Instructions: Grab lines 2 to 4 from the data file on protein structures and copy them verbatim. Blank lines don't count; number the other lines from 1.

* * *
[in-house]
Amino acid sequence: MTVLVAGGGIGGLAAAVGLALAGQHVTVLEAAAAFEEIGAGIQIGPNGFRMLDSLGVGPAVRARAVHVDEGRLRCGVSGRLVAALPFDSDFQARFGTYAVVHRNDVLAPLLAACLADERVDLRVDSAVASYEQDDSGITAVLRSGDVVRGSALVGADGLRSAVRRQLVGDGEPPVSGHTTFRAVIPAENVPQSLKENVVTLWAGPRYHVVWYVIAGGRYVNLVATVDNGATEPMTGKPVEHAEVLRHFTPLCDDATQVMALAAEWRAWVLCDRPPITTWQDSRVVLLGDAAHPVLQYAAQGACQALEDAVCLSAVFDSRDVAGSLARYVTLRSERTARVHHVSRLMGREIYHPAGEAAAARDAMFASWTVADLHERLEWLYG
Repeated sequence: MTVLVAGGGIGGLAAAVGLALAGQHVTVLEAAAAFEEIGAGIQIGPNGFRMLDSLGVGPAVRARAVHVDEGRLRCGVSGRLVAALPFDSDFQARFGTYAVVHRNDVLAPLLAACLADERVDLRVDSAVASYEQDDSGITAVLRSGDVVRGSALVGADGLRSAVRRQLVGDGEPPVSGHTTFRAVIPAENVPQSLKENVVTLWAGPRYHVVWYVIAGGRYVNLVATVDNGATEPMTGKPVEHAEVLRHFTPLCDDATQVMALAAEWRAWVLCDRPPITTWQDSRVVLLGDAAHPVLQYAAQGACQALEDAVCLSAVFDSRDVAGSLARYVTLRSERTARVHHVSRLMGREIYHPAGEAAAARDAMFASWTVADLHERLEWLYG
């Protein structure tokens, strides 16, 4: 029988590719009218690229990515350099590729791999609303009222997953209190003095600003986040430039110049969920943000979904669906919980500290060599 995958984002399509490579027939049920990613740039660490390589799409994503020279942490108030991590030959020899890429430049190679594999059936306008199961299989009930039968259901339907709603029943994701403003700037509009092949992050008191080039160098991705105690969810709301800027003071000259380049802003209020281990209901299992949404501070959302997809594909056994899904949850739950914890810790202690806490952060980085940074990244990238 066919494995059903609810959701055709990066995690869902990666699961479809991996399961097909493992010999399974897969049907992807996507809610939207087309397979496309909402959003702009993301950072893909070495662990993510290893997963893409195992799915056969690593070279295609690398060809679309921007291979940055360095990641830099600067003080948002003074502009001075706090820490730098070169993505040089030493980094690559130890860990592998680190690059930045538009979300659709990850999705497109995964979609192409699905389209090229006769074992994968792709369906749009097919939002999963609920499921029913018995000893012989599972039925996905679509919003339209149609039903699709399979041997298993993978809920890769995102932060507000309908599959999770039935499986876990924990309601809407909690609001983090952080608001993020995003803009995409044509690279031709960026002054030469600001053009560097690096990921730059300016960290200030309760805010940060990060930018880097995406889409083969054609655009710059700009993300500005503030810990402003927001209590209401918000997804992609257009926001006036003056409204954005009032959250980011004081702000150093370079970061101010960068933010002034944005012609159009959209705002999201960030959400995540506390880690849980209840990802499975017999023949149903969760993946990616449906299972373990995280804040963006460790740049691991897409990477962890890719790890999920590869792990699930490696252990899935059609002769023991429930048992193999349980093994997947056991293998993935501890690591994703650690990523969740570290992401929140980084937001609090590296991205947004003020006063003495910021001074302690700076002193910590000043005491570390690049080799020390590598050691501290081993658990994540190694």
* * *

Amino acid sequence: MTVLVAGGGIGGLAAAVGLALAGQHVTVLEAAAAFEEIGAGIQIGPNGFRMLDSLGVGPAVRARAVHVDEGRLRCGVSGRLVAALPFDSDFQARFGTYAVVHRNDVLAPLLAACLADERVDLRVDSAVASYEQDDSGITAVLRSGDVVRGSALVGADGLRSAVRRQLVGDGEPPVSGHTTFRAVIPAENVPQSLKENVVTLWAGPRYHVVWYVIAGGRYVNLVATVDNGATEPMTGKPVEHAEVLRHFTPLCDDATQVMALAAEWRAWVLCDRPPITTWQDSRVVLLGDAAHPVLQYAAQGACQALEDAVCLSAVFDSRDVAGSLARYVTLRSERTARVHHVSRLMGREIYHPAGEAAAARDAMFASWTVADLHERLEWLYG
Repeated sequence: MTVLVAGGGIGGLAAAVGLALAGQHVTVLEAAAAFEEIGAGIQIGPNGFRMLDSLGVGPAVRARAVHVDEGRLRCGVSGRLVAALPFDSDFQARFGTYAVVHRNDVLAPLLAACLADERVDLRVDSAVASYEQDDSGITAVLRSGDVVRGSALVGADGLRSAVRRQLVGDGEPPVSGHTTFRAVIPAENVPQSLKENVVTLWAGPRYHVVWYVIAGGRYVNLVATVDNGATEPMTGKPVEHAEVLRHFTPLCDDATQVMALAAEWRAWVLCDRPPITTWQDSRVVLLGDAAHPVLQYAAQGACQALEDAVCLSAVFDSRDVAGSLARYVTLRSERTARVHHVSRLMGREIYHPAGEAAAARDAMFASWTVADLHERLEWLYG
């Protein structure tokens, strides 16, 4: 029988590719009218690229990515350099590729791999609303009222997953209190003095600003986040430039110049969920943000979904669906919980500290060599 995958984002399509490579027939049920990613740039660490390589799409994503020279942490108030991590030959020899890429430049190679594999059936306008199961299989009930039968259901339907709603029943994701403003700037509009092949992050008191080039160098991705105690969810709301800027003071000259380049802003209020281990209901299992949404501070959302997809594909056994899904949850739950914890810790202690806490952060980085940074990244990238 066919494995059903609810959701055709990066995690869902990666699961479809991996399961097909493992010999399974897969049907992807996507809610939207087309397979496309909402959003702009993301950072893909070495662990993510290893997963893409195992799915056969690593070279295609690398060809679309921007291979940055360095990641830099600067003080948002003074502009001075706090820490730098070169993505040089030493980094690559130890860990592998680190690059930045538009979300659709990850999705497109995964979609192409699905389209090229006769074992994968792709369906749009097919939002999963609920499921029913018995000893012989599972039925996905679509919003339209149609039903699709399979041997298993993978809920890769995102932060507000309908599959999770039935499986876990924990309601809407909690609001983090952080608001993020995003803009995409044509690279031709960026002054030469600001053009560097690096990921730059300016960290200030309760805010940060990060930018880097995406889409083969054609655009710059700009993300500005503030810990402003927001209590209401918000997804992609257009926001006036003056409204954005009032959250980011004081702000150093370079970061101010960068933010002034944005012609159009959209705002999201960030959400995540506390880690849980209840990802499975017999023949149903969760993946990616449906299972373990995280804040963006460790740049691991897409990477962890890719790890999920590869792990699930490696252990899935059609002769023991429930048992193999349980093994997947056991293998993935501890690591994703650690990523969740570290992401929140980084937001609090590296991205947004003020006063003495910021001074302690700076002193910590000043005491570390690049080799020390590598050691501290081993658990994540190694």